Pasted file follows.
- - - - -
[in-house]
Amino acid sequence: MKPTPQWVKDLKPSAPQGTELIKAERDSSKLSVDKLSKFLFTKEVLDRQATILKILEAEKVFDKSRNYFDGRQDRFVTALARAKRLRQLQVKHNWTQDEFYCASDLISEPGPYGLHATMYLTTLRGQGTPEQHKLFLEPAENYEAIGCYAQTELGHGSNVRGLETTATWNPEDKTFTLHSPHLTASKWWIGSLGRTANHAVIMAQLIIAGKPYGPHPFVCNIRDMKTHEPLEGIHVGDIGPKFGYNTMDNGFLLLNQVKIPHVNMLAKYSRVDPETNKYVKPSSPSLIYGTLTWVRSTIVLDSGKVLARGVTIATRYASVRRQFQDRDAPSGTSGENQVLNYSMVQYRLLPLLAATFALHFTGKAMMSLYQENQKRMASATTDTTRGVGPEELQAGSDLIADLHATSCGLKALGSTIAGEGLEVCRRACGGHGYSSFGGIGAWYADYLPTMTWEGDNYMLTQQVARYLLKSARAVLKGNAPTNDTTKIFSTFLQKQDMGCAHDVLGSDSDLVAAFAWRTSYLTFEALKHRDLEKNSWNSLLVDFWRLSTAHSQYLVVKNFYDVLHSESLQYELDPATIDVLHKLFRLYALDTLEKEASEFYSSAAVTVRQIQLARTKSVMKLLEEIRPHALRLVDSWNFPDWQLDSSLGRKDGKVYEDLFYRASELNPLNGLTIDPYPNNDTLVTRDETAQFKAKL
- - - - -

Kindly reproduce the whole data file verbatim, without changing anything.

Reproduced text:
[in-house]
Amino acid sequence: MKPTPQWVKDLKPSAPQGTELIKAERDSSKLSVDKLSKFLFTKEVLDRQATILKILEAEKVFDKSRNYFDGRQDRFVTALARAKRLRQLQVKHNWTQDEFYCASDLISEPGPYGLHATMYLTTLRGQGTPEQHKLFLEPAENYEAIGCYAQTELGHGSNVRGLETTATWNPEDKTFTLHSPHLTASKWWIGSLGRTANHAVIMAQLIIAGKPYGPHPFVCNIRDMKTHEPLEGIHVGDIGPKFGYNTMDNGFLLLNQVKIPHVNMLAKYSRVDPETNKYVKPSSPSLIYGTLTWVRSTIVLDSGKVLARGVTIATRYASVRRQFQDRDAPSGTSGENQVLNYSMVQYRLLPLLAATFALHFTGKAMMSLYQENQKRMASATTDTTRGVGPEELQAGSDLIADLHATSCGLKALGSTIAGEGLEVCRRACGGHGYSSFGGIGAWYADYLPTMTWEGDNYMLTQQVARYLLKSARAVLKGNAPTNDTTKIFSTFLQKQDMGCAHDVLGSDSDLVAAFAWRTSYLTFEALKHRDLEKNSWNSLLVDFWRLSTAHSQYLVVKNFYDVLHSESLQYELDPATIDVLHKLFRLYALDTLEKEASEFYSSAAVTVRQIQLARTKSVMKLLEEIRPHALRLVDSWNFPDWQLDSSLGRKDGKVYEDLFYRASELNPLNGLTIDPYPNNDTLVTRDETAQFKAKL